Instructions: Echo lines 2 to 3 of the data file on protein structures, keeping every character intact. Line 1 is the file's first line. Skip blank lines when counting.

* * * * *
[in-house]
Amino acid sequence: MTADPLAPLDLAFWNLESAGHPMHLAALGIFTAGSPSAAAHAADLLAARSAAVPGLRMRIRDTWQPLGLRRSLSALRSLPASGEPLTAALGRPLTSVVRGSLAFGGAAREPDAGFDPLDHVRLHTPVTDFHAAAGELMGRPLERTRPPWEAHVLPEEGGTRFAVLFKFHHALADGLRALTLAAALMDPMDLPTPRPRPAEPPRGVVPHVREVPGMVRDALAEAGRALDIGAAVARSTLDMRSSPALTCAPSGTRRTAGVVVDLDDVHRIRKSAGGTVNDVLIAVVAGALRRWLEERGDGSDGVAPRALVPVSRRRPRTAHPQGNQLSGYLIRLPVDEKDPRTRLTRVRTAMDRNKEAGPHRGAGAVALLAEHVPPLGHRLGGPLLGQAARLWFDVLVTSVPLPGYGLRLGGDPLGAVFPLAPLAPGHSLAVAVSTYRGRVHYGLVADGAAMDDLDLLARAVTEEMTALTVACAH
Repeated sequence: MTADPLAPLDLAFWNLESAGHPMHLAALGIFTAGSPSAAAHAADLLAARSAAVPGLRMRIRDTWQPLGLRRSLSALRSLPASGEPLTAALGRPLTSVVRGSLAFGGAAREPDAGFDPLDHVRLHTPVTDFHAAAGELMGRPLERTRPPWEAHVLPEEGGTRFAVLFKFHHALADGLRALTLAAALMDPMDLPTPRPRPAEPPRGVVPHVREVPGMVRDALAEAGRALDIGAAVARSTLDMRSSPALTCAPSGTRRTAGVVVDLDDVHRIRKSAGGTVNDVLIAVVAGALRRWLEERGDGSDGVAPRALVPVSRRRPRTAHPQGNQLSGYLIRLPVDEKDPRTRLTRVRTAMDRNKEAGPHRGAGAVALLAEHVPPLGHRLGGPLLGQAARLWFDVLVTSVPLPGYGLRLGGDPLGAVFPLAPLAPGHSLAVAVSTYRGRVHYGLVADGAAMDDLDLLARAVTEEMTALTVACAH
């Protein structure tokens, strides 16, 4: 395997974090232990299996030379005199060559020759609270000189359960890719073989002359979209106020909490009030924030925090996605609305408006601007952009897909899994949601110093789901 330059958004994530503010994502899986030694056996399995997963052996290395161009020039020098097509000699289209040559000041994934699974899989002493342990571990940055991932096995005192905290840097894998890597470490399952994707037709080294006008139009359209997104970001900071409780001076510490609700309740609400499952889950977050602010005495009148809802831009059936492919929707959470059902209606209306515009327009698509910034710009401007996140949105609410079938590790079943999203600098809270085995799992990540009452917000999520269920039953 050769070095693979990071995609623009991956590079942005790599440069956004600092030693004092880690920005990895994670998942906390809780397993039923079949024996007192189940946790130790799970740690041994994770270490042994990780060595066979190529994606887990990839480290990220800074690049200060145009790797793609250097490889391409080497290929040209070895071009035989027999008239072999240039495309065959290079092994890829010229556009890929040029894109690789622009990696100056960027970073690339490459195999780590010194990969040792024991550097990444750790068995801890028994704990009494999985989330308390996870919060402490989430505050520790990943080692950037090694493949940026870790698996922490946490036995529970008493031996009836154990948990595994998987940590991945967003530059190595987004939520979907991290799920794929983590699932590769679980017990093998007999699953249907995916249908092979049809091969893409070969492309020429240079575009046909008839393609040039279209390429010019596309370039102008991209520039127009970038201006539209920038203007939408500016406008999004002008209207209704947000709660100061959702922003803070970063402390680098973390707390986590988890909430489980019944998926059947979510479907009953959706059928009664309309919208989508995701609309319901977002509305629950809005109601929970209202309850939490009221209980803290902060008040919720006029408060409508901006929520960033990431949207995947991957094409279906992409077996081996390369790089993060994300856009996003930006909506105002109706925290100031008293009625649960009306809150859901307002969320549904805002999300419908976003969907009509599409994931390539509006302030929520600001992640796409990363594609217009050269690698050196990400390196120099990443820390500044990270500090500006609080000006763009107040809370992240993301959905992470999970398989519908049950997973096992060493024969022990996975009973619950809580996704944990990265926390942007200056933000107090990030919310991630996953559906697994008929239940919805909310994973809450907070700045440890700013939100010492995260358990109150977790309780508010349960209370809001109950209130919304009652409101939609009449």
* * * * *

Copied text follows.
Amino acid sequence: MTADPLAPLDLAFWNLESAGHPMHLAALGIFTAGSPSAAAHAADLLAARSAAVPGLRMRIRDTWQPLGLRRSLSALRSLPASGEPLTAALGRPLTSVVRGSLAFGGAAREPDAGFDPLDHVRLHTPVTDFHAAAGELMGRPLERTRPPWEAHVLPEEGGTRFAVLFKFHHALADGLRALTLAAALMDPMDLPTPRPRPAEPPRGVVPHVREVPGMVRDALAEAGRALDIGAAVARSTLDMRSSPALTCAPSGTRRTAGVVVDLDDVHRIRKSAGGTVNDVLIAVVAGALRRWLEERGDGSDGVAPRALVPVSRRRPRTAHPQGNQLSGYLIRLPVDEKDPRTRLTRVRTAMDRNKEAGPHRGAGAVALLAEHVPPLGHRLGGPLLGQAARLWFDVLVTSVPLPGYGLRLGGDPLGAVFPLAPLAPGHSLAVAVSTYRGRVHYGLVADGAAMDDLDLLARAVTEEMTALTVACAH
Repeated sequence: MTADPLAPLDLAFWNLESAGHPMHLAALGIFTAGSPSAAAHAADLLAARSAAVPGLRMRIRDTWQPLGLRRSLSALRSLPASGEPLTAALGRPLTSVVRGSLAFGGAAREPDAGFDPLDHVRLHTPVTDFHAAAGELMGRPLERTRPPWEAHVLPEEGGTRFAVLFKFHHALADGLRALTLAAALMDPMDLPTPRPRPAEPPRGVVPHVREVPGMVRDALAEAGRALDIGAAVARSTLDMRSSPALTCAPSGTRRTAGVVVDLDDVHRIRKSAGGTVNDVLIAVVAGALRRWLEERGDGSDGVAPRALVPVSRRRPRTAHPQGNQLSGYLIRLPVDEKDPRTRLTRVRTAMDRNKEAGPHRGAGAVALLAEHVPPLGHRLGGPLLGQAARLWFDVLVTSVPLPGYGLRLGGDPLGAVFPLAPLAPGHSLAVAVSTYRGRVHYGLVADGAAMDDLDLLARAVTEEMTALTVACAH